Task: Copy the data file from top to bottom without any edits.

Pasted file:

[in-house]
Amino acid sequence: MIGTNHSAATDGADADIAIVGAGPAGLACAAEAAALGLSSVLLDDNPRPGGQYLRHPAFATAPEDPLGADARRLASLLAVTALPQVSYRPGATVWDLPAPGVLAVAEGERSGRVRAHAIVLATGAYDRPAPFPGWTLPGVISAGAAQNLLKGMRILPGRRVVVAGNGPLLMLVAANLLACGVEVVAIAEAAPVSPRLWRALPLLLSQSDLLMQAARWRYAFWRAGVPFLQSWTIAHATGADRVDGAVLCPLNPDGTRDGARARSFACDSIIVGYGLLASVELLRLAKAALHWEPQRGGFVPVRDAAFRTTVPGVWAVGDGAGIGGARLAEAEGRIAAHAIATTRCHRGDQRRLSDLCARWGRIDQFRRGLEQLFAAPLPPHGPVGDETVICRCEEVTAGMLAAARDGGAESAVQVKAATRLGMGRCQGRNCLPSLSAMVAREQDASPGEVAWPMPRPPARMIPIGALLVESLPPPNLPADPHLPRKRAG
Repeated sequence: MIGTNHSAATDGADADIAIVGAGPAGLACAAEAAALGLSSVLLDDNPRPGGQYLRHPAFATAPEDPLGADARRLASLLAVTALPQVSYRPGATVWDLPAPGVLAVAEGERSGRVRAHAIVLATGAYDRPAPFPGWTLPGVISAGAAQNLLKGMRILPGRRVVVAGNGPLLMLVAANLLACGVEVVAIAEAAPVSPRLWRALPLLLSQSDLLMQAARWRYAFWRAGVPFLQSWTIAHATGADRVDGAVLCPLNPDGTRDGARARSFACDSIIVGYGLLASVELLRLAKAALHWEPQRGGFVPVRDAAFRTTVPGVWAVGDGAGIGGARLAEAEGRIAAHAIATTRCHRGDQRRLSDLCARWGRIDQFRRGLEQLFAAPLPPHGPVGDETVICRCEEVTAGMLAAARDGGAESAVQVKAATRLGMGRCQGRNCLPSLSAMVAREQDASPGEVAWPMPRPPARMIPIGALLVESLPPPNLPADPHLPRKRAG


[in-house]
Amino acid sequence: MIGTNHSAATDGADADIAIVGAGPAGLACAAEAAALGLSSVLLDDNPRPGGQYLRHPAFATAPEDPLGADARRLASLLAVTALPQVSYRPGATVWDLPAPGVLAVAEGERSGRVRAHAIVLATGAYDRPAPFPGWTLPGVISAGAAQNLLKGMRILPGRRVVVAGNGPLLMLVAANLLACGVEVVAIAEAAPVSPRLWRALPLLLSQSDLLMQAARWRYAFWRAGVPFLQSWTIAHATGADRVDGAVLCPLNPDGTRDGARARSFACDSIIVGYGLLASVELLRLAKAALHWEPQRGGFVPVRDAAFRTTVPGVWAVGDGAGIGGARLAEAEGRIAAHAIATTRCHRGDQRRLSDLCARWGRIDQFRRGLEQLFAAPLPPHGPVGDETVICRCEEVTAGMLAAARDGGAESAVQVKAATRLGMGRCQGRNCLPSLSAMVAREQDASPGEVAWPMPRPPARMIPIGALLVESLPPPNLPADPHLPRKRAG
Repeated sequence: MIGTNHSAATDGADADIAIVGAGPAGLACAAEAAALGLSSVLLDDNPRPGGQYLRHPAFATAPEDPLGADARRLASLLAVTALPQVSYRPGATVWDLPAPGVLAVAEGERSGRVRAHAIVLATGAYDRPAPFPGWTLPGVISAGAAQNLLKGMRILPGRRVVVAGNGPLLMLVAANLLACGVEVVAIAEAAPVSPRLWRALPLLLSQSDLLMQAARWRYAFWRAGVPFLQSWTIAHATGADRVDGAVLCPLNPDGTRDGARARSFACDSIIVGYGLLASVELLRLAKAALHWEPQRGGFVPVRDAAFRTTVPGVWAVGDGAGIGGARLAEAEGRIAAHAIATTRCHRGDQRRLSDLCARWGRIDQFRRGLEQLFAAPLPPHGPVGDETVICRCEEVTAGMLAAARDGGAESAVQVKAATRLGMGRCQGRNCLPSLSAMVAREQDASPGEVAWPMPRPPARMIPIGALLVESLPPPNLPADPHLPRKRAG